You found the perfect professional development program—it’s interesting, challenging, and relevant to your current or aspirational role. But, it’s also more than you can afford on your own. What if your company could help you pay for all or part of it?
Before you enroll in the program, whether it’s a webinar, conference, or online course, see if your company can financially assist you. It might be scary, but you’ll be happy you asked—especially if there are available funds.
This article will help you navigate the conversation of asking your employer to pay for your professional development. It provides preparation tips, questions your boss might ask, and an email template you can copy and paste.
1. Do Your Research
Asking your boss to pay for professional development is no light question. A quick way to squash your chances of getting your program covered is to ask before knowing the pertinent details about the program and your company’s policy (or lack thereof) about paying for employee training.
About the program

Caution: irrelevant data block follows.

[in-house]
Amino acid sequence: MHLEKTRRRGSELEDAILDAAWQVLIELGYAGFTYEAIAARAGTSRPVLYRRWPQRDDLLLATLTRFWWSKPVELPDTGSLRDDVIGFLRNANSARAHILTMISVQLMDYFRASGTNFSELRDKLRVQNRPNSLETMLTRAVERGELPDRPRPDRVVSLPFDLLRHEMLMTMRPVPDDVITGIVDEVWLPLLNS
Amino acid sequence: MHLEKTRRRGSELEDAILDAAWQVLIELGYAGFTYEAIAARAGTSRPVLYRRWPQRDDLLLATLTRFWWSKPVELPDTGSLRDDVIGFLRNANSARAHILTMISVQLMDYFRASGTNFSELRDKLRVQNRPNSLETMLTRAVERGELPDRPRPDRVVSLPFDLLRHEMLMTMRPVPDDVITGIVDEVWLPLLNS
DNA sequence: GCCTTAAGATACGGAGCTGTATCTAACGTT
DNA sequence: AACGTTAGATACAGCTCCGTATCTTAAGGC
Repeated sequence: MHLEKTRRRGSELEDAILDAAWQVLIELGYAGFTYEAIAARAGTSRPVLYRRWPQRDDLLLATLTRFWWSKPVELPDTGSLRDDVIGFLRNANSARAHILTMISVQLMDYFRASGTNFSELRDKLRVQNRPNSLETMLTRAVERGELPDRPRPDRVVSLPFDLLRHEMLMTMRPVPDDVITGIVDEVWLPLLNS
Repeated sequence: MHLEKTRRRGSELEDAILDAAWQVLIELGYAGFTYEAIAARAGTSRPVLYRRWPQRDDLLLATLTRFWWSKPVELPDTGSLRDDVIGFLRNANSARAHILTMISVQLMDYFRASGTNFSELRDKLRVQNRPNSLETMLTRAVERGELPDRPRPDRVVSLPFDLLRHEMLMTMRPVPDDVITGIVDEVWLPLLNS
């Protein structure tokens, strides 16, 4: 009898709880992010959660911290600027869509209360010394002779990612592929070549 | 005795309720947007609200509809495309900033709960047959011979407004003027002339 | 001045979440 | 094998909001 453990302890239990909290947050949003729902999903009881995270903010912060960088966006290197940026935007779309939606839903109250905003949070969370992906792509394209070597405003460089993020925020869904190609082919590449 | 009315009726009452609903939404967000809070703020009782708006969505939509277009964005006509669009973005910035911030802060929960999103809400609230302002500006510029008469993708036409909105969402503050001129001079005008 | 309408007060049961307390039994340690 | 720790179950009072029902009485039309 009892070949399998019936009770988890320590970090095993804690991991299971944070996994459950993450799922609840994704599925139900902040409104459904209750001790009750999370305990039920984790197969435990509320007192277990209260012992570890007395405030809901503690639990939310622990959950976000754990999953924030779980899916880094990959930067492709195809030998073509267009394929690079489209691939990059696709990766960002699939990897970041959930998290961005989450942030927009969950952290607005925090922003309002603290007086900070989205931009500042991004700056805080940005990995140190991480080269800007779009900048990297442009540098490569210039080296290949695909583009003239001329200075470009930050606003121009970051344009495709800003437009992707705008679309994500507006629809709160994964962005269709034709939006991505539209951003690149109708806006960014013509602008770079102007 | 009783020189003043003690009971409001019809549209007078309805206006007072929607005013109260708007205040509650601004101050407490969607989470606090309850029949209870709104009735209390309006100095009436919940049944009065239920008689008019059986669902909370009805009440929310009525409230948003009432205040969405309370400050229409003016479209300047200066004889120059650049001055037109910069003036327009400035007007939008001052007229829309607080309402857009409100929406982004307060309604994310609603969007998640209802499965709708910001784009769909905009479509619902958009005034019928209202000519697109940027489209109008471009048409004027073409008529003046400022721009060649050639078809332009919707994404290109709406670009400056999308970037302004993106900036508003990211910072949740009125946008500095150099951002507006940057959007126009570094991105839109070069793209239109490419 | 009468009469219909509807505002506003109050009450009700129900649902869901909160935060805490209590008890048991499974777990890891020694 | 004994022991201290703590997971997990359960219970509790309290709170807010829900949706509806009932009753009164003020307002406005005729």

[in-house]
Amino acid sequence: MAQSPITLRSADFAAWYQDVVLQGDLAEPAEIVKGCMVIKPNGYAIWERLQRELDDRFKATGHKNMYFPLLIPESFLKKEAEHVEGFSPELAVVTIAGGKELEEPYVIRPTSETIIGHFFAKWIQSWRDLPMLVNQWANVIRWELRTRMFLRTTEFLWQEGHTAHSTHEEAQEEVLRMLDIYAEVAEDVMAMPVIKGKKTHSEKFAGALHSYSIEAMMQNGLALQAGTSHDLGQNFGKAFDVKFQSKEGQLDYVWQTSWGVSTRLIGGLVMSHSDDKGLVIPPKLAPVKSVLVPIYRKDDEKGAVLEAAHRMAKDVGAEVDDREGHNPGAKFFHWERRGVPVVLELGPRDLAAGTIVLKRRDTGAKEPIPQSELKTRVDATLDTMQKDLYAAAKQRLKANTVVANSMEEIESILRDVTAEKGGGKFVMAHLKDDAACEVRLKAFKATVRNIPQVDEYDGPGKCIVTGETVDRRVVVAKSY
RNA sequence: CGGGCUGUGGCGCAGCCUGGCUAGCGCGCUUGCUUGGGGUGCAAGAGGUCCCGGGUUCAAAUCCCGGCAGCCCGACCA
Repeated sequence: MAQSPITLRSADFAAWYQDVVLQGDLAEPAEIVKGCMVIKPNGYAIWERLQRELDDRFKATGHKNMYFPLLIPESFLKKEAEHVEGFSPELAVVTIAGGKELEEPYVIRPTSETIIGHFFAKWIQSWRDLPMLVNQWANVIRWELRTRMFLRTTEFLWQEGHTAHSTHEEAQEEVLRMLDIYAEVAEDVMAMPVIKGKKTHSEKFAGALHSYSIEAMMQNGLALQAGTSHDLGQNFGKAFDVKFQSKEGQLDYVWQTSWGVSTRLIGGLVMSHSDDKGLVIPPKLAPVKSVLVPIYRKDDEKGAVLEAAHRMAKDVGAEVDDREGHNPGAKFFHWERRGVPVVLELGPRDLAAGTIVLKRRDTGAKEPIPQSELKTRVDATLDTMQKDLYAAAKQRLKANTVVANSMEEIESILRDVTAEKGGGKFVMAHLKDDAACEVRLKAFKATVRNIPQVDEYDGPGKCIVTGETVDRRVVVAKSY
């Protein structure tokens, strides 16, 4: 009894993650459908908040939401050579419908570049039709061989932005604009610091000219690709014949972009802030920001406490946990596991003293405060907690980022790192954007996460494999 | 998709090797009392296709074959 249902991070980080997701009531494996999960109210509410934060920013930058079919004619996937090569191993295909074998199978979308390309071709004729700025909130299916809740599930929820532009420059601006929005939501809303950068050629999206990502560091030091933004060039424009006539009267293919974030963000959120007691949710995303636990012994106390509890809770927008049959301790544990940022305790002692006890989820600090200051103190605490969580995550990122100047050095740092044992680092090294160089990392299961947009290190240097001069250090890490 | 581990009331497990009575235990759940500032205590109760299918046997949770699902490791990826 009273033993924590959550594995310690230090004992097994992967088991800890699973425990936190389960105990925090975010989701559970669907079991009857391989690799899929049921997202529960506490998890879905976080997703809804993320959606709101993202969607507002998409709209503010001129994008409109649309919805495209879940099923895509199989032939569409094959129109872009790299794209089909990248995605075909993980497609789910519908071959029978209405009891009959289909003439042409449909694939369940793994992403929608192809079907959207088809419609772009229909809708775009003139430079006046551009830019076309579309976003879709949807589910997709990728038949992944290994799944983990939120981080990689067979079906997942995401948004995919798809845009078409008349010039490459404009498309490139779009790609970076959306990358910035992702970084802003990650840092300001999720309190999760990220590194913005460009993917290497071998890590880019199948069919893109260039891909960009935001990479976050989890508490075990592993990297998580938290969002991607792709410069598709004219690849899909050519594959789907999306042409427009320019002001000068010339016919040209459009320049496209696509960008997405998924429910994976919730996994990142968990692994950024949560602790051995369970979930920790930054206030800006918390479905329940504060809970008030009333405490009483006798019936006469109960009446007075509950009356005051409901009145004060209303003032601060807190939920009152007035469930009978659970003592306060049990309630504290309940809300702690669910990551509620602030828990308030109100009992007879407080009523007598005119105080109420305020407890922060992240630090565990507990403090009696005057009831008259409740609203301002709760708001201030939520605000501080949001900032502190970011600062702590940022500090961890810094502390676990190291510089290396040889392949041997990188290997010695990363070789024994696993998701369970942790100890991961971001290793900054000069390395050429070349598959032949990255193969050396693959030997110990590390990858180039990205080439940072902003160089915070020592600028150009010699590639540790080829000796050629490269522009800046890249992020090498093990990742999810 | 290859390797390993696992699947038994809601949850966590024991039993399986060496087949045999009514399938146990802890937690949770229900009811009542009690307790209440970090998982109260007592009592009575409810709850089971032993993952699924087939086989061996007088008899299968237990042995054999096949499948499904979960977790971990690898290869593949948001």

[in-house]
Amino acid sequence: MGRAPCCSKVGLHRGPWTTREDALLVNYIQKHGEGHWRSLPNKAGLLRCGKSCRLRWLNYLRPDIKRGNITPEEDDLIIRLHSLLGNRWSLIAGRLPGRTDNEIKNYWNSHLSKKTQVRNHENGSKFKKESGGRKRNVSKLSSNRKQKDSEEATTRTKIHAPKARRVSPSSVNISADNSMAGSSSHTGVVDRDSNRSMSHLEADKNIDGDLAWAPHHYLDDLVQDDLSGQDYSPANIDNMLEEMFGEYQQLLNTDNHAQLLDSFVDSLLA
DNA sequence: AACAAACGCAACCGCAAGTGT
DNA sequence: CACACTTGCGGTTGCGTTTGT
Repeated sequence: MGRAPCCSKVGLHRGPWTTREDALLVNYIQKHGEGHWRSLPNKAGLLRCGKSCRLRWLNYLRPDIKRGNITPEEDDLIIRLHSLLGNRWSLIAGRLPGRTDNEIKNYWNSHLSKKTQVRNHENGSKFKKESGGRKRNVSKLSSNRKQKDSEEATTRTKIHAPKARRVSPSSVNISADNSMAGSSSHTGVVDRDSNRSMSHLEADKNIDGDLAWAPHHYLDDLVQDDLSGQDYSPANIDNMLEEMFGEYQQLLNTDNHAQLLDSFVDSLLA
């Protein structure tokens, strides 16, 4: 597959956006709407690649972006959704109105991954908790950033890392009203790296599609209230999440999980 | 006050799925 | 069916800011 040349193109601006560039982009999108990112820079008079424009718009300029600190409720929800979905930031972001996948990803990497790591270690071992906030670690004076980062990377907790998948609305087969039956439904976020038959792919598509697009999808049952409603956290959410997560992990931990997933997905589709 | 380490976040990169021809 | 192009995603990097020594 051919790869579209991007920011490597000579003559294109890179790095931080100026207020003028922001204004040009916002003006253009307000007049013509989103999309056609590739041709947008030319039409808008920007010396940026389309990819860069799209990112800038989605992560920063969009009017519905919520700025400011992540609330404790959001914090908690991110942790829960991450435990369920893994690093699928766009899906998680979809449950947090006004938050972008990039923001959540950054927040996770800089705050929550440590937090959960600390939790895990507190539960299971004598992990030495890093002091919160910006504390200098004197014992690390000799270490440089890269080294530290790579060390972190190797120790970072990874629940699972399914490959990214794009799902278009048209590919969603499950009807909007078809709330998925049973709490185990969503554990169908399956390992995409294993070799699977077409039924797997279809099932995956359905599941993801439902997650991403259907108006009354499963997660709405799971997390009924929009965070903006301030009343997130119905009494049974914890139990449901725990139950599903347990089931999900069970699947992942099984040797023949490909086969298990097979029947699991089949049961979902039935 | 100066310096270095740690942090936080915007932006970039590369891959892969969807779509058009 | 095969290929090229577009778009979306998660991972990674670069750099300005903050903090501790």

Before you talk with your boss, do thorough research about the professional development program you’re interested in. You should have working knowledge of the following aspects of the program:
- Time commitment (daily, weekly, or monthly)
- Description and learning outcomes
Be ready to describe how the program will enhance your professional future and help your organization. It’s likely your boss will have to prove the return on investment of your ongoing education, so be prepared to talk numbers.
About your company
You’ll also want to research your company’s policy about employee development, if it has one. A good place to start looking for this information is in the employee handbook or on the company website. However, it’s likely this information isn’t clearly available in either place.
If there is no written policy on employee development, you might want to do some informal investigating and talk to your coworkers. Do you know of anyone who’s completed professional development training? If not, who might be familiar with the company’s position on paying for it?
2. Prepare for Potential Questions
What questions and concerns might your boss have about your training request? Anticipating these and preparing your responses will improve your chances for getting approval from your boss.
Here are some potential questions you should be prepared to answer:
How much does it cost, and is there financial aid?
Nothing can hurt your chances of approval like not having the numbers. Know how much the program costs, if there’s a payment plan available, and what it takes to get financial aid, if it’s offered. Taking the time to figure out this information will show you’ve done your research and are serious about the opportunity. Looking into financial assistance also shows you have the company’s interests in mind.